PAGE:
Providers of ESG scores, including Sustainalytics, MSCI and Refinitiv, which is part-owned by Reuters News’ parent company, say that alongside company disclosures they use external sources including media and NGO reports. Some, like Truevalue Labs, say they eschew company data altogether.

But the system has flaws.

Small companies with limited disclosure can earn lower scores than multinationals, meaning relatively new renewable energy outfits might rank below tobacco giants.

Scores can also vary wildly across providers. In contrast to credit-ratings agencies, whose assessments vary significantly in just 0.1% of cases, one in four ESG ratings differ between providers, according to Nathan Cockrell, Lazard (NYSE:) Asset Management’s co-director of global research.

Take Tesla (NASDAQ:) – its environmental scores range from 10% to 65%, where 100% is the best possible score, according to a 2019 study by Anthony Renshaw at financial intelligence firm Qontigo. Tesla can rank both above and below rivals Ford and General Motors (NYSE:).

Another example is Saudi oil firm Aramco (SE:). It is rated an average BB by MSCI but carries an ESG risk rating of “severe” from Sustainalytics.

Boohoo scored highly across some providers when the newspaper investigation lopped nearly 50% off its share price in three days. That was despite long-standing media allegations of issues in its supply chain.

Simon MacMahon, head of research at Sustainalytics, acknowledged ESG scoring relied on information that was “quite incomplete, sometimes inconsistent and sometimes of low quality”, but said methodology had improved.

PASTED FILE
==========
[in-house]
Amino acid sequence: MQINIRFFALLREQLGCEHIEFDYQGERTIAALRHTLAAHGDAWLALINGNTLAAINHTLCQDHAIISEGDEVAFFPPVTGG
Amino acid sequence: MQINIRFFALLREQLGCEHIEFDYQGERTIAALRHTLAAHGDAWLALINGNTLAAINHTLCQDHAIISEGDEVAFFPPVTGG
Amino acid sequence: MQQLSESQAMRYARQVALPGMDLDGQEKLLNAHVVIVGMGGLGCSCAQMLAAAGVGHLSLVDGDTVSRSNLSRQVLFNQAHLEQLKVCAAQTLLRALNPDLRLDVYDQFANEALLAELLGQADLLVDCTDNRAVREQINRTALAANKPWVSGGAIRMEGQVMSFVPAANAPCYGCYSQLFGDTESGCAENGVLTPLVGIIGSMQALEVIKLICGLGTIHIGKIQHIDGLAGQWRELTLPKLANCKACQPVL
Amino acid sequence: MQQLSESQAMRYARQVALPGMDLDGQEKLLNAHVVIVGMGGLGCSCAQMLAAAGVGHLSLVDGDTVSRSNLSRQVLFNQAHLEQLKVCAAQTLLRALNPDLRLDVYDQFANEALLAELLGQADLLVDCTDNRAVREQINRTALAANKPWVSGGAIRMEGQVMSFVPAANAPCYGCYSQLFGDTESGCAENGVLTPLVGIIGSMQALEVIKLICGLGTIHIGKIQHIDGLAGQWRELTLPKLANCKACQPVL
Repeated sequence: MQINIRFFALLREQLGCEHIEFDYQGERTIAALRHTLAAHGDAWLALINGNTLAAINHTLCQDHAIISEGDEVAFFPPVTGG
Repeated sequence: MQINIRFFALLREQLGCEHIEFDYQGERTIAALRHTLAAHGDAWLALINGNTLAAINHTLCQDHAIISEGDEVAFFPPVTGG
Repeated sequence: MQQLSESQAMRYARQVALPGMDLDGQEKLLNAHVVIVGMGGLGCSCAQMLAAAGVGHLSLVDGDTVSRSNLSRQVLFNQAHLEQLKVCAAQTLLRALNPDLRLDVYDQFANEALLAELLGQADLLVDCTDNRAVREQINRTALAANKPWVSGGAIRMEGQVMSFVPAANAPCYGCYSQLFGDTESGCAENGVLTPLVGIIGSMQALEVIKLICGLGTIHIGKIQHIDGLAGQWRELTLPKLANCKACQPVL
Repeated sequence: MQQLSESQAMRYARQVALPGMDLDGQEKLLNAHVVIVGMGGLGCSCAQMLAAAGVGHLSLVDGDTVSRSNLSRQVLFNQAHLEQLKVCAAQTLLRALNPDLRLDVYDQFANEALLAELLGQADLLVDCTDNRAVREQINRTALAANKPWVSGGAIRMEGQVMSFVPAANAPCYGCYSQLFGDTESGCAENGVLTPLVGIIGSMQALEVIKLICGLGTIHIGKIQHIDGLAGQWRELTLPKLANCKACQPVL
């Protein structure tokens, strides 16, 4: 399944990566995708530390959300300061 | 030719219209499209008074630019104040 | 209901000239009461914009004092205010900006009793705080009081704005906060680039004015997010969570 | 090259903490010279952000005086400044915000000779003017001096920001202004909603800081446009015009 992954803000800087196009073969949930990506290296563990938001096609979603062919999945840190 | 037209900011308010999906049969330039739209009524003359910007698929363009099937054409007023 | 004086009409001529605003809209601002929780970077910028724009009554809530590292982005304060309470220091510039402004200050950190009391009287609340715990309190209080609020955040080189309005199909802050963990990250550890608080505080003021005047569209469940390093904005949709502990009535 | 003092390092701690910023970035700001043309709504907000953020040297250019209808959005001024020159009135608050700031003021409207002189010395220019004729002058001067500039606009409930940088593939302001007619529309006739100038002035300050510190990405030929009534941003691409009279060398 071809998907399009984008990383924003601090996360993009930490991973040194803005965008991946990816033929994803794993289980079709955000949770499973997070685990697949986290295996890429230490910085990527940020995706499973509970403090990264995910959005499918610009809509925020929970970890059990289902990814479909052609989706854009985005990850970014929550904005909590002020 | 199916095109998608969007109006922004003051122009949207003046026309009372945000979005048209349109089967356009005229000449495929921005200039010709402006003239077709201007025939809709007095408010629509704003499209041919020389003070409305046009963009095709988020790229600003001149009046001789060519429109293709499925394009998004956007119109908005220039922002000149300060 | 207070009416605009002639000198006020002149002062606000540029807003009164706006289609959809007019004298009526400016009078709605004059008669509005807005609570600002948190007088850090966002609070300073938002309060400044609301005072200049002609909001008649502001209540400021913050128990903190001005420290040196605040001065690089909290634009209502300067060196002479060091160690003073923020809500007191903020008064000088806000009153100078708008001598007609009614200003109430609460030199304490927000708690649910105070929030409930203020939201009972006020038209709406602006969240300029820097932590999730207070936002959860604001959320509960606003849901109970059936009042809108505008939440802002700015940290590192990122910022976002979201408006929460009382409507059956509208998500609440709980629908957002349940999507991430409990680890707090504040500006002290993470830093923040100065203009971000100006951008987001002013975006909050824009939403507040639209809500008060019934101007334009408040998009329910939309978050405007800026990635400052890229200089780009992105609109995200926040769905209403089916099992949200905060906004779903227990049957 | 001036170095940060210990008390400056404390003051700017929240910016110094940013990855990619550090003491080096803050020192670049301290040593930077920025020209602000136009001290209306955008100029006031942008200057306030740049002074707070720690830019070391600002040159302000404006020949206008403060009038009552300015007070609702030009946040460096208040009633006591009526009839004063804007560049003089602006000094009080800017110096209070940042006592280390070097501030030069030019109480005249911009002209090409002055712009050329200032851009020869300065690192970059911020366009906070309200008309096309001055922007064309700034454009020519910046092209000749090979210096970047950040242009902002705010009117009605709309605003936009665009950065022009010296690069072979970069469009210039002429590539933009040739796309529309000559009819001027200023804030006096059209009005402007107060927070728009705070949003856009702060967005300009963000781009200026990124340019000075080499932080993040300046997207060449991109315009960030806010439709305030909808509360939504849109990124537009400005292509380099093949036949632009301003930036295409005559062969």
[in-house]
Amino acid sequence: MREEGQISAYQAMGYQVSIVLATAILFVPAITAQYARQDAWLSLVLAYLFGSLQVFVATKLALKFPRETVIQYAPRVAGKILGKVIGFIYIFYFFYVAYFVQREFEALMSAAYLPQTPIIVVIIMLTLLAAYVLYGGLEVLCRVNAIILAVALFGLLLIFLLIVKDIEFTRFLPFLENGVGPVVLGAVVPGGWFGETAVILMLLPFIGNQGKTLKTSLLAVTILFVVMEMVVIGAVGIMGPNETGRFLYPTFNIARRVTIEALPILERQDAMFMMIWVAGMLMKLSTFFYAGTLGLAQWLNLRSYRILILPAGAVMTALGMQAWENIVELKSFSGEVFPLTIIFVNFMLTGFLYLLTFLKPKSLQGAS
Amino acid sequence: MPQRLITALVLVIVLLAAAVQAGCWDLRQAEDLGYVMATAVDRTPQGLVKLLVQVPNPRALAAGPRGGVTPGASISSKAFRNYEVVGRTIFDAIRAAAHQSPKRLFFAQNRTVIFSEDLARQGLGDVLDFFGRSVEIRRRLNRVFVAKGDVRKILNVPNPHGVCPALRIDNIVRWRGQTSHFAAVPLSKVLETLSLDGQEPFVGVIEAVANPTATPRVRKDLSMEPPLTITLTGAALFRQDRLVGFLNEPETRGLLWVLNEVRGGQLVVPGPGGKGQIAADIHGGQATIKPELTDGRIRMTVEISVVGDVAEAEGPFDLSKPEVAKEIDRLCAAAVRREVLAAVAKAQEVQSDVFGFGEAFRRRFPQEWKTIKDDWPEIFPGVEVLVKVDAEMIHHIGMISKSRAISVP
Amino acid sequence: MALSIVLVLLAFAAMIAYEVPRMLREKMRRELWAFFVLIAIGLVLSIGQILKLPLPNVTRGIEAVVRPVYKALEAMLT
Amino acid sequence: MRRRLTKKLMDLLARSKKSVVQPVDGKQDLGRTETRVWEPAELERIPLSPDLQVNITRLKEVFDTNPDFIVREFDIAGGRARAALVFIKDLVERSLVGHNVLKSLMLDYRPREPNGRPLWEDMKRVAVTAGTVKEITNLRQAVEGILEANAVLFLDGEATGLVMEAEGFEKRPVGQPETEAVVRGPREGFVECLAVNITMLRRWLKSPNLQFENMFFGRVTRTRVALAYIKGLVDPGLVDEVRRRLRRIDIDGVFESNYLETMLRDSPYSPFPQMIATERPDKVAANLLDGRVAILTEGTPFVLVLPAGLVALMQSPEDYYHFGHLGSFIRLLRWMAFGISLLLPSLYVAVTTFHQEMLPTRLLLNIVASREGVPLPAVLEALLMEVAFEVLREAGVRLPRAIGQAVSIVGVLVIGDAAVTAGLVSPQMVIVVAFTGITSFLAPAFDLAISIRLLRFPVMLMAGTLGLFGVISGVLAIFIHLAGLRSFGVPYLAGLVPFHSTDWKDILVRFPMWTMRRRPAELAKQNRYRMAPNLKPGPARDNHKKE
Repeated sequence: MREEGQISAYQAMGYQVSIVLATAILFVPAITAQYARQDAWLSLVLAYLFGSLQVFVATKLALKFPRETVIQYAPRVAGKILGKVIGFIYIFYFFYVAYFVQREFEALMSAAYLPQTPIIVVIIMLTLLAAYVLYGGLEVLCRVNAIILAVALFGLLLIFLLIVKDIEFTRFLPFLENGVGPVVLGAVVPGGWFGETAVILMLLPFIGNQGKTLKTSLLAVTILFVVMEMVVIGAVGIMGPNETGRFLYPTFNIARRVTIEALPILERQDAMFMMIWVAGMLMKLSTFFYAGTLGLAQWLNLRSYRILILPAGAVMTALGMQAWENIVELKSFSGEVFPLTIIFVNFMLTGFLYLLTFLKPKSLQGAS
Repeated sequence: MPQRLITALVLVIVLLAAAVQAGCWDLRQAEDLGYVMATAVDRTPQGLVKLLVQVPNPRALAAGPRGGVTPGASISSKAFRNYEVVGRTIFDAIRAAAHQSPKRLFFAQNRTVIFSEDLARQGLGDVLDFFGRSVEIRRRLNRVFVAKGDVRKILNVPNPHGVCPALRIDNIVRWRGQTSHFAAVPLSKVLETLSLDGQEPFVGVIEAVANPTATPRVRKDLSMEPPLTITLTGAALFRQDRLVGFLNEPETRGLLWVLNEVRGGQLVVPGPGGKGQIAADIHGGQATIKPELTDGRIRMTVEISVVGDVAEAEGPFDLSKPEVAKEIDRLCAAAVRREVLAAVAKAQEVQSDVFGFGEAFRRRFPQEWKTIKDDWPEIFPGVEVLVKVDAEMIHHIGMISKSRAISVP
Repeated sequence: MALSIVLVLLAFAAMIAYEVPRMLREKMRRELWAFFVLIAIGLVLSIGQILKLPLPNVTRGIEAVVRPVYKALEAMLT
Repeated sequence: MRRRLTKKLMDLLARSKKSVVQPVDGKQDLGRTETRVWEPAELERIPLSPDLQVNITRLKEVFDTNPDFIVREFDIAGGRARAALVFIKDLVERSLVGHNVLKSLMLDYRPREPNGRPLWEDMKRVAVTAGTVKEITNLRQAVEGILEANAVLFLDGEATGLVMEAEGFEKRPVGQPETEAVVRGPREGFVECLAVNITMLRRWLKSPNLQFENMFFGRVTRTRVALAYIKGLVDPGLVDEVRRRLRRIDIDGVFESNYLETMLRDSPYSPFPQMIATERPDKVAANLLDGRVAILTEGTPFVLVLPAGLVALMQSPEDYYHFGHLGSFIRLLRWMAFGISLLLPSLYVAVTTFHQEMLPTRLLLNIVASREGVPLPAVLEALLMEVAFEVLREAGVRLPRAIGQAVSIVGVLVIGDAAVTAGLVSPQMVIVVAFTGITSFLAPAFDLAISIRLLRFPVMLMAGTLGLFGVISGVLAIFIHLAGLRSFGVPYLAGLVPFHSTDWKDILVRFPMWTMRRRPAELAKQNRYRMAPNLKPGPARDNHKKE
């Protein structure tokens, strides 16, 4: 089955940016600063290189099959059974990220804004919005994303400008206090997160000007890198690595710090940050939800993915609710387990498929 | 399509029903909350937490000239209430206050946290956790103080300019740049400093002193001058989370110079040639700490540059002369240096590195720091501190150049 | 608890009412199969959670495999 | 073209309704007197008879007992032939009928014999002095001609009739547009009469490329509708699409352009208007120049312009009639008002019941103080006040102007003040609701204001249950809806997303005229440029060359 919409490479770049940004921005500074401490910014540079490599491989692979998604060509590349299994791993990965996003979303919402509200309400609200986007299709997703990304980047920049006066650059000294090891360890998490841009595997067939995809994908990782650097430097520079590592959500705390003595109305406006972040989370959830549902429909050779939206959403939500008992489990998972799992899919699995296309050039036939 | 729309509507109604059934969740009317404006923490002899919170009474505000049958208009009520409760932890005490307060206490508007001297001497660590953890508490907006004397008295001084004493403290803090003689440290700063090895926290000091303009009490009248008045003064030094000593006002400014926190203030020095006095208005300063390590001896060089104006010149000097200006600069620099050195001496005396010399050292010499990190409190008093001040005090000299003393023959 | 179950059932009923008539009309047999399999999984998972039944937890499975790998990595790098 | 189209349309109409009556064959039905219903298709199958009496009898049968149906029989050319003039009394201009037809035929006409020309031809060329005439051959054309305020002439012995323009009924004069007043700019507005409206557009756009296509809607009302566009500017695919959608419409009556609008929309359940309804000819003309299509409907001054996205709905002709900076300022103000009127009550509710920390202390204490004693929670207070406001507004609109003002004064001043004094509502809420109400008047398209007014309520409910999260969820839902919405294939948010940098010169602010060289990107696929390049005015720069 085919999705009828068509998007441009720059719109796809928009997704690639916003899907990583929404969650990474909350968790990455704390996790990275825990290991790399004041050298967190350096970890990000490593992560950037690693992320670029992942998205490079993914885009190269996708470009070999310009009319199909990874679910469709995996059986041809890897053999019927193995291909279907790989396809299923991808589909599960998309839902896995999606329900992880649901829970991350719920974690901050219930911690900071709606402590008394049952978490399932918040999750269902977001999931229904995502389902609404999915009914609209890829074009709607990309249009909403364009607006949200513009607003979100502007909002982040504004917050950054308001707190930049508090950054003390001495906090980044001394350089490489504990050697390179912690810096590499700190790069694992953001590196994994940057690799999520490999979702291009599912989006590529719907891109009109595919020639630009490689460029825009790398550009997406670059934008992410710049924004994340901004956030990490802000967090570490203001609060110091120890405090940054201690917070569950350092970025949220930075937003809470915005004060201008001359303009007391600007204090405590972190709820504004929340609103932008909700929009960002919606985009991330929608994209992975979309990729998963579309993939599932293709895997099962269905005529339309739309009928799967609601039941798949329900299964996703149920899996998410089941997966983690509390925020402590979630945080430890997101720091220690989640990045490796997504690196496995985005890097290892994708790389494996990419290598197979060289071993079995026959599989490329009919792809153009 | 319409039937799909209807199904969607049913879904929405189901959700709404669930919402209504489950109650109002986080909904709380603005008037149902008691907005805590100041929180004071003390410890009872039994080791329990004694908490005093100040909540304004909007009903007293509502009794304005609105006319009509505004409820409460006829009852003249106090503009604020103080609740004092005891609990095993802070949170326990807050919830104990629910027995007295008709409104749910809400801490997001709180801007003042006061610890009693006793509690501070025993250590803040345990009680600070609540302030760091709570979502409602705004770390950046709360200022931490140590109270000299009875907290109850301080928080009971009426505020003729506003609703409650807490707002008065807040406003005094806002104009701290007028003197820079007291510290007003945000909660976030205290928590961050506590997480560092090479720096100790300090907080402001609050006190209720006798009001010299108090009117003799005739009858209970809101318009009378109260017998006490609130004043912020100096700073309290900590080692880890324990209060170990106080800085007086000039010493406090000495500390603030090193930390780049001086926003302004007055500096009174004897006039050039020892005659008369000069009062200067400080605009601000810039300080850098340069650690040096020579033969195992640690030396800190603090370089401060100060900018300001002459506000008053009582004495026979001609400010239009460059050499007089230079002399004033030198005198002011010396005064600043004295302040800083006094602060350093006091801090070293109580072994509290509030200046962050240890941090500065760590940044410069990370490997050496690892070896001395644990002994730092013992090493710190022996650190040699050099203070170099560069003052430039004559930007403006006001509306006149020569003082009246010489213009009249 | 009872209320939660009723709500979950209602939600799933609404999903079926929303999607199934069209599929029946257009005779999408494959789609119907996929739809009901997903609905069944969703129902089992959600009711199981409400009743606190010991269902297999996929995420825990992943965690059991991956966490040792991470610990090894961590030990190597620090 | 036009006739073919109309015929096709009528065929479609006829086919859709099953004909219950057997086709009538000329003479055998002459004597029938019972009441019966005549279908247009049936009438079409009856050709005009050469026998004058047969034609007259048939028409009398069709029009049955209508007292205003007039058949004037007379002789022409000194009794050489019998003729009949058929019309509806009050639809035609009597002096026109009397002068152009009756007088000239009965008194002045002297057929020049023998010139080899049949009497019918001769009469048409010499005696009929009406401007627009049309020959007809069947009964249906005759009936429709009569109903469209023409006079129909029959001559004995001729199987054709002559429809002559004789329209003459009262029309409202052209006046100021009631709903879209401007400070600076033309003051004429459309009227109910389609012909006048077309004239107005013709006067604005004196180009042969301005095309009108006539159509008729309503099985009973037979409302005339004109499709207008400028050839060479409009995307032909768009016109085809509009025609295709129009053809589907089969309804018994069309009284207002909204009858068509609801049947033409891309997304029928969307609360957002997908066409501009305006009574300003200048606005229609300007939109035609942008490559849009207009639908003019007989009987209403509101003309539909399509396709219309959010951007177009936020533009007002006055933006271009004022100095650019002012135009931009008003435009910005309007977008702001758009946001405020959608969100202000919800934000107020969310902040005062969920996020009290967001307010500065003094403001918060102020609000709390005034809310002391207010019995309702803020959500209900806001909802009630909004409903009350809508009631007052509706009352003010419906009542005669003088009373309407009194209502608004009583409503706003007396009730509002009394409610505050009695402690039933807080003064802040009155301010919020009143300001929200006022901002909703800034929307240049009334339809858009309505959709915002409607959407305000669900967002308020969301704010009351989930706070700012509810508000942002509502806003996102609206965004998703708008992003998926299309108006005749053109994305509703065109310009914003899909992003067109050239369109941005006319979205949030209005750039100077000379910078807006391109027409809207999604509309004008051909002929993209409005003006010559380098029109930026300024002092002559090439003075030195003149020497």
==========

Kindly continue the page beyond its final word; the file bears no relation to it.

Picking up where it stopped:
“ESG as an industry is still maturing … We are in the first innings of a nine-innings game,” he said.

An MSCI spokesperson said ESG ratings should be one of many factors investors use while conducting due diligence, and are not investment recommendations.

Many managers subscribe not just for headline scores but to access underlying research and data, ESG data providers say.

CHALLENGING ASSUMPTIONS

But gaps and inconsistencies are spurring some fund managers to determine ESG credentials for themselves. This may involve investigating basic assumptions.

Railways usually rank highly on ESG metrics because of low carbon emissions, but Hans Stegemann at Triodos Investment Management found out his fund was invested in a Canadian rail firm that transported shale gas and oil.

They sold their stake, Stegeman said, adding: “There was no positive (ESG) impact.”

A company’s culture can be crucial, yet is difficult for scoring systems to evaluate.

Sharon Bentley-Hamlyn, investment director at Aubrey Capital Management, said a little digging can help verify management claims. Impressed by British concrete paving firm Marshalls (L:), Aubrey visited their quarry in the Scottish town of Falkirk.

“We found great attention to detail, talked to employees and found them very proud to be working for the company. They had invested heavily in systems for health-and-safety training,” she said.

Yet ESG screening can, in the short-run at least, conflict with maximising returns – Boohoo shares are still up 120% from 2017. Managers who ditched tech stocks after 2015 on concerns about data privacy and cobalt supplies missed a huge rally.

Beslik of J. Safra Sarasin said inconsistencies between ESG scores and reality could ultimately leave investors exposed.

“There is a huge gap in the world of ESG investing,” he added. “A gap between what ESG investments stipulate that they do and what is really going on on the ground. One day it will boomerang back and it will hurt the entire industry.”





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New York hedge fund founder charged with fraud over Neiman Marcus bankruptcy By Reuters


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© Reuters. The signages outside the Neiman Marcus store are seen in New York

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By Jonathan Stempel and Lawrence Delevingne